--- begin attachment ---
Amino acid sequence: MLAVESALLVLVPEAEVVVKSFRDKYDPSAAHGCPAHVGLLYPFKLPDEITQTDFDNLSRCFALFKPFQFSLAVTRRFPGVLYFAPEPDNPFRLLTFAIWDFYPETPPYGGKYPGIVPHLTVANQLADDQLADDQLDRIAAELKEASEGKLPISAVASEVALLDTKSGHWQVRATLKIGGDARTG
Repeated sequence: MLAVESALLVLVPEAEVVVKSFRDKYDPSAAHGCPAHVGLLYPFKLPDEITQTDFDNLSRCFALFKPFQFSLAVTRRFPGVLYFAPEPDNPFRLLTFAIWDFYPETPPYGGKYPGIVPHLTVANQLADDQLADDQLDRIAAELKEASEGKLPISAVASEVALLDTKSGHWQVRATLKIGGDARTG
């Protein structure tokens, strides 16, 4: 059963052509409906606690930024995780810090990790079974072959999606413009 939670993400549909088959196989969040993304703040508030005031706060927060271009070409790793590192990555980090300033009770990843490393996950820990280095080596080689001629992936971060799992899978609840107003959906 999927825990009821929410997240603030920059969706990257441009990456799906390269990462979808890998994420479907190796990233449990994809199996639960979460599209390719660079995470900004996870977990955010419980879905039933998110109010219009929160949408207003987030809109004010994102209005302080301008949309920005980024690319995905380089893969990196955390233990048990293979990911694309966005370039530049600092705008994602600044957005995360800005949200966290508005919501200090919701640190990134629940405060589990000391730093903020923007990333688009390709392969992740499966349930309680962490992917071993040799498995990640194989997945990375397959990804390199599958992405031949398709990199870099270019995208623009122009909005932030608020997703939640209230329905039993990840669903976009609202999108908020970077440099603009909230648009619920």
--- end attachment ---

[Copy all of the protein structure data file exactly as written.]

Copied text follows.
Amino acid sequence: MLAVESALLVLVPEAEVVVKSFRDKYDPSAAHGCPAHVGLLYPFKLPDEITQTDFDNLSRCFALFKPFQFSLAVTRRFPGVLYFAPEPDNPFRLLTFAIWDFYPETPPYGGKYPGIVPHLTVANQLADDQLADDQLDRIAAELKEASEGKLPISAVASEVALLDTKSGHWQVRATLKIGGDARTG
Repeated sequence: MLAVESALLVLVPEAEVVVKSFRDKYDPSAAHGCPAHVGLLYPFKLPDEITQTDFDNLSRCFALFKPFQFSLAVTRRFPGVLYFAPEPDNPFRLLTFAIWDFYPETPPYGGKYPGIVPHLTVANQLADDQLADDQLDRIAAELKEASEGKLPISAVASEVALLDTKSGHWQVRATLKIGGDARTG
């Protein structure tokens, strides 16, 4: 059963052509409906606690930024995780810090990790079974072959999606413009 939670993400549909088959196989969040993304703040508030005031706060927060271009070409790793590192990555980090300033009770990843490393996950820990280095080596080689001629992936971060799992899978609840107003959906 999927825990009821929410997240603030920059969706990257441009990456799906390269990462979808890998994420479907190796990233449990994809199996639960979460599209390719660079995470900004996870977990955010419980879905039933998110109010219009929160949408207003987030809109004010994102209005302080301008949309920005980024690319995905380089893969990196955390233990048990293979990911694309966005370039530049600092705008994602600044957005995360800005949200966290508005919501200090919701640190990134629940405060589990000391730093903020923007990333688009390709392969992740499966349930309680962490992917071993040799498995990640194989997945990375397959990804390199599958992405031949398709990199870099270019995208623009122009909005932030608020997703939640209230329905039993990840669903976009609202999108908020970077440099603009909230648009619920």